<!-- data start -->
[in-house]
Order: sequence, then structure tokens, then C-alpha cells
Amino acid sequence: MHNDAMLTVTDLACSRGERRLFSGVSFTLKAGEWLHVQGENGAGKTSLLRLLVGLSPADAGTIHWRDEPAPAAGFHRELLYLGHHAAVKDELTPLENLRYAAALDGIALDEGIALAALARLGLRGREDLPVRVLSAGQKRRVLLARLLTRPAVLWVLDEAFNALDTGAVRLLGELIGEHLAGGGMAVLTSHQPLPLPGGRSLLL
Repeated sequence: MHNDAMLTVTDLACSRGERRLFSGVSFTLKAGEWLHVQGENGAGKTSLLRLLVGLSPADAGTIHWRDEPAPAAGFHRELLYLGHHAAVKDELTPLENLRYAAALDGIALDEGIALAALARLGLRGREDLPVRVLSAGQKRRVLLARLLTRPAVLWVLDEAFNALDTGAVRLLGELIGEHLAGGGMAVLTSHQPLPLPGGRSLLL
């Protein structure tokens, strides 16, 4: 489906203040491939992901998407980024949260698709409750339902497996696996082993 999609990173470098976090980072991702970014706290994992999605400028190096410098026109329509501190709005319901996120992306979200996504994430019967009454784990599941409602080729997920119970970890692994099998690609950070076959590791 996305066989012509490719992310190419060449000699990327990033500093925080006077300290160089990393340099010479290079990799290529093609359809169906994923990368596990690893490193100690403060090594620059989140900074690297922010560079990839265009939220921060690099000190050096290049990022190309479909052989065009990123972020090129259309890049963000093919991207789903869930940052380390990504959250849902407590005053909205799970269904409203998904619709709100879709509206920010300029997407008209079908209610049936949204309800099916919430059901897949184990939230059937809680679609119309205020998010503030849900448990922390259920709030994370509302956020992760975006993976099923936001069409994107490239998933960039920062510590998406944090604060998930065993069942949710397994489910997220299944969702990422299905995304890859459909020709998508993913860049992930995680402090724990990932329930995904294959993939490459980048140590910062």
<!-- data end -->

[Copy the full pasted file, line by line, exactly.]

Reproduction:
[in-house]
Order: sequence, then structure tokens, then C-alpha cells
Amino acid sequence: MHNDAMLTVTDLACSRGERRLFSGVSFTLKAGEWLHVQGENGAGKTSLLRLLVGLSPADAGTIHWRDEPAPAAGFHRELLYLGHHAAVKDELTPLENLRYAAALDGIALDEGIALAALARLGLRGREDLPVRVLSAGQKRRVLLARLLTRPAVLWVLDEAFNALDTGAVRLLGELIGEHLAGGGMAVLTSHQPLPLPGGRSLLL
Repeated sequence: MHNDAMLTVTDLACSRGERRLFSGVSFTLKAGEWLHVQGENGAGKTSLLRLLVGLSPADAGTIHWRDEPAPAAGFHRELLYLGHHAAVKDELTPLENLRYAAALDGIALDEGIALAALARLGLRGREDLPVRVLSAGQKRRVLLARLLTRPAVLWVLDEAFNALDTGAVRLLGELIGEHLAGGGMAVLTSHQPLPLPGGRSLLL
């Protein structure tokens, strides 16, 4: 489906203040491939992901998407980024949260698709409750339902497996696996082993 999609990173470098976090980072991702970014706290994992999605400028190096410098026109329509501190709005319901996120992306979200996504994430019967009454784990599941409602080729997920119970970890692994099998690609950070076959590791 996305066989012509490719992310190419060449000699990327990033500093925080006077300290160089990393340099010479290079990799290529093609359809169906994923990368596990690893490193100690403060090594620059989140900074690297922010560079990839265009939220921060690099000190050096290049990022190309479909052989065009990123972020090129259309890049963000093919991207789903869930940052380390990504959250849902407590005053909205799970269904409203998904619709709100879709509206920010300029997407008209079908209610049936949204309800099916919430059901897949184990939230059937809680679609119309205020998010503030849900448990922390259920709030994370509302956020992760975006993976099923936001069409994107490239998933960039920062510590998406944090604060998930065993069942949710397994489910997220299944969702990422299905995304890859459909020709998508993913860049992930995680402090724990990932329930995904294959993939490459980048140590910062």